Chief Economist Scott Brown discusses the Federal Reserve’s decision to cut interest rates to 0% and restart quantitative easing (QE).
In recent weeks, COVID-19 has led to escalating economic concerns. What started as a seemingly sharp, but likely temporary, reduction in Chinese activity, including disruptions to global supply chains, became more worrisome as the coronavirus moved to the rest of the world. Now spreading widely in the U.S., efforts to contain the virus have had a very sharp impact on travel, tourism, restaurants, sports and entertainment, almost certainly putting the U.S. economy into a recession. More troublesome still, credit market strains became apparent last week, threatening to further broaden the economic downturn.
To counter the downside economic risks of the virus, the Federal Reserve lowered short-term interest rates by 50 basis points between policy meetings on March 3. Last week, amid signs of credit market strain, the Fed provided $1.5 trillion in liquidity to the repo market. On Sunday, March 15, just two days ahead of the regularly scheduled policy meeting, the Fed lowered short-term interest rates further, bringing the target range for the federal funds rate to 0-0.25% (the lower limit reached during the financial crisis) and indicated that it would maintain this target range “until it is confident that the economy has weathered recent events and is on track to achieve its maximum employment and price stability goals” (in other words, for a long time). The Fed also announced further asset purchases (at least $500 billion of Treasuries and $200 billion of agency mortgage-backed securities).
In addition, the Fed has undertaken other actions to support the flow of credit to households and businesses. It lowered the discount rate (the rate the Fed charges banks for short-term borrowing) by 150 basis points, to 0.25%, and extended the period of loans offered to 90 days. The Fed eliminated reserve requirement ratios and encouraged banks to make use of intraday credit with the Fed and use their capital and liquidity buffers to support lending.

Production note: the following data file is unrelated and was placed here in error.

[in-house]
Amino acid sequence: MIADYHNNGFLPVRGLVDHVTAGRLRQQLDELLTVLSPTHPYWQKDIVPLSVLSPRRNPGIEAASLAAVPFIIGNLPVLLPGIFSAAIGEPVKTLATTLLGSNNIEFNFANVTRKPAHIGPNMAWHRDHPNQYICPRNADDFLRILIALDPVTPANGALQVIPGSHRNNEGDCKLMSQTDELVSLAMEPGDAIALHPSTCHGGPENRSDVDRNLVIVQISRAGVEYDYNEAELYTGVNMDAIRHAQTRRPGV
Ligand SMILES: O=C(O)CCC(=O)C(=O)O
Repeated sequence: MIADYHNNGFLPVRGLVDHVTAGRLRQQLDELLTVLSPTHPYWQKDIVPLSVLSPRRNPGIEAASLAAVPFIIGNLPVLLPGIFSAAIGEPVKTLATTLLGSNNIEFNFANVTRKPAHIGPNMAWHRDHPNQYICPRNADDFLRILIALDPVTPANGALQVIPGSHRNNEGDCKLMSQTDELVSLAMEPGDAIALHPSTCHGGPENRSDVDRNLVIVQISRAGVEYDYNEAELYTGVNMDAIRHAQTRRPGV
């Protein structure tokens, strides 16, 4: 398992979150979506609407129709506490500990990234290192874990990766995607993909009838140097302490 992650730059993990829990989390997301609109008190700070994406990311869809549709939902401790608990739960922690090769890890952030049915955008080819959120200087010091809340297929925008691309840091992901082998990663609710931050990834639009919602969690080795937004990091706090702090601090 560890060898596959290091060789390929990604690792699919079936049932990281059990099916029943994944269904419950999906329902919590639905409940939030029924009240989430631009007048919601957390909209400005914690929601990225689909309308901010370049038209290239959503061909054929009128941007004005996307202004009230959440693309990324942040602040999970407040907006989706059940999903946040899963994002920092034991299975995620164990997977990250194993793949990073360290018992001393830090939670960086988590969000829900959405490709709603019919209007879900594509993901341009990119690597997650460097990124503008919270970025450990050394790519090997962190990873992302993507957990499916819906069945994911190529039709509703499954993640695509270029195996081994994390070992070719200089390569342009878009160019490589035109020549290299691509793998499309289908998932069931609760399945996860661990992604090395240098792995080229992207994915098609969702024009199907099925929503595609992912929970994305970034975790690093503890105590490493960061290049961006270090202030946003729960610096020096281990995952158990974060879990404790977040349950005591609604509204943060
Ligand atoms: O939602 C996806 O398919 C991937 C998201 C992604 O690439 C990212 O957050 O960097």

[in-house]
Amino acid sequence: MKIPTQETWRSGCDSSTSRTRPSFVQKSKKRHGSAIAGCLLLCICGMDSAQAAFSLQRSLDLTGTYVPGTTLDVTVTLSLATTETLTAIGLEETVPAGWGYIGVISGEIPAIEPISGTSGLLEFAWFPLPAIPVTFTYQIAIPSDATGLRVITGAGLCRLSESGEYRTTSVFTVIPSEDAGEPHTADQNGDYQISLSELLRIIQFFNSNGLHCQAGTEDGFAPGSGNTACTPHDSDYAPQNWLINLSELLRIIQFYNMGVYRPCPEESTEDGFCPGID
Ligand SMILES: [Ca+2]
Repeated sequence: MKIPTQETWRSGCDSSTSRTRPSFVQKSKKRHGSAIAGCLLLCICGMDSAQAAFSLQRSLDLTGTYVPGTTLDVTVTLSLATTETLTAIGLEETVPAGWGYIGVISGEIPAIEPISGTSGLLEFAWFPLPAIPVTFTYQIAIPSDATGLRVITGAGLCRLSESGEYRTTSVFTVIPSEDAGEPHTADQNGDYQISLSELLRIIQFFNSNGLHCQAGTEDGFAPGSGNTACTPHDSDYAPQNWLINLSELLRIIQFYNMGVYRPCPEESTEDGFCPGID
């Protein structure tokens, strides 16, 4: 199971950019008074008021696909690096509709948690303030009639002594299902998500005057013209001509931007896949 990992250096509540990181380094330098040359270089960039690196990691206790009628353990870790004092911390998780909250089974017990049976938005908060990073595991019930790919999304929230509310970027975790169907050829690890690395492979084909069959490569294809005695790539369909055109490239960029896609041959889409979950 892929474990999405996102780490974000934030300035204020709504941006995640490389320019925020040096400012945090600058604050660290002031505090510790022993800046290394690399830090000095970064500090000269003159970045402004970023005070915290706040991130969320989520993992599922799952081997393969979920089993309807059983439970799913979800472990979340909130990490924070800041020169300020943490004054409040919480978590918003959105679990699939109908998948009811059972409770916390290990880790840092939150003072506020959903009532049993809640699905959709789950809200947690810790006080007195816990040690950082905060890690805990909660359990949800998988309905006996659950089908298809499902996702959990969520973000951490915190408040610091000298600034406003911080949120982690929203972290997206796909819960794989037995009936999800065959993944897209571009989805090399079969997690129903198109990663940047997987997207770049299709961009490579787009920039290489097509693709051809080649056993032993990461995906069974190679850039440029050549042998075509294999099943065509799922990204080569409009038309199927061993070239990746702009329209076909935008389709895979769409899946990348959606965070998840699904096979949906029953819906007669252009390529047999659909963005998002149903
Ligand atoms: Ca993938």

The U.S. dollar is important to the global economy. Strains in dollar borrowing abroad can disrupt financial conditions here. To address potential pressures in global markets, the Fed made a coordinated announcement with the Bank of Canada, the Bank of England, the Bank of Japan, the European Central Bank, and the Swiss National Bank to reduce the pricing of dollar swap lines. These long-standing arrangements “carry no risk to the Federal Reserve or to the American taxpayer.”
In his press conference following the March 15 move, Fed Chair Powell highlighted the good position the U.S. economy was in prior to the coronavirus. Growth was moderate. Labor market conditions were strong. Banks were healthy. However:
“Against this favorable backdrop, the virus presents significant economic challenges. Like others, we expect that the illness and the measures now being put in place to stem its spread will have a significant effect on economic activity in the near term. Those in travel, tourism and hospitality industries are already seeing a sharp drop in business. In addition, the effects of the outbreak are restraining economic activity in many foreign economies, which is causing difficulties for U.S. industries that rely on global supply chains. The weakness abroad will also weigh on our exports for a time. Moreover, the energy sector has recently come under stress because of the large drop in global oil prices. Inflation, which has continued to run below our symmetric 2% objective, will likely be held down this year by the effects of the outbreak.
Financial conditions have also tightened markedly. The cost of credit has risen for all but the strongest borrowers, and stock markets around the world are down sharply. Moreover, the rapidly evolving situation has led to high volatility in financial markets as everyone tries to assess the path ahead. In the past week, several important financial markets, including the market for U.S. Treasury securities, have at times shown signs of stress and impaired liquidity.”
The Fed has done a lot here, but can and will do more if needed. These efforts won’t prevent the economy from weakening, but should help to limit the downside and strengthen the eventual rebound. These efforts won’t directly aid those who need the most help, but should help to improve financial conditions in general.
Fiscal stimulus (tax cuts and government spending) is coming.
The scale of the virus’ spread is unknown due to inadequate testing. In turn, it is unclear how long social distancing will last and how much the economy will weaken. We’ll get a better idea as more information becomes available. In the meantime, we can expect heightened volatility to continue in the financial markets.
All expressions of opinion reflect the judgment of Raymond James & Associates, Inc., and are subject to change. There is no assurance any of the trends mentioned will continue or that any of the forecasts mentioned will occur. Economic and market conditions are subject to change.
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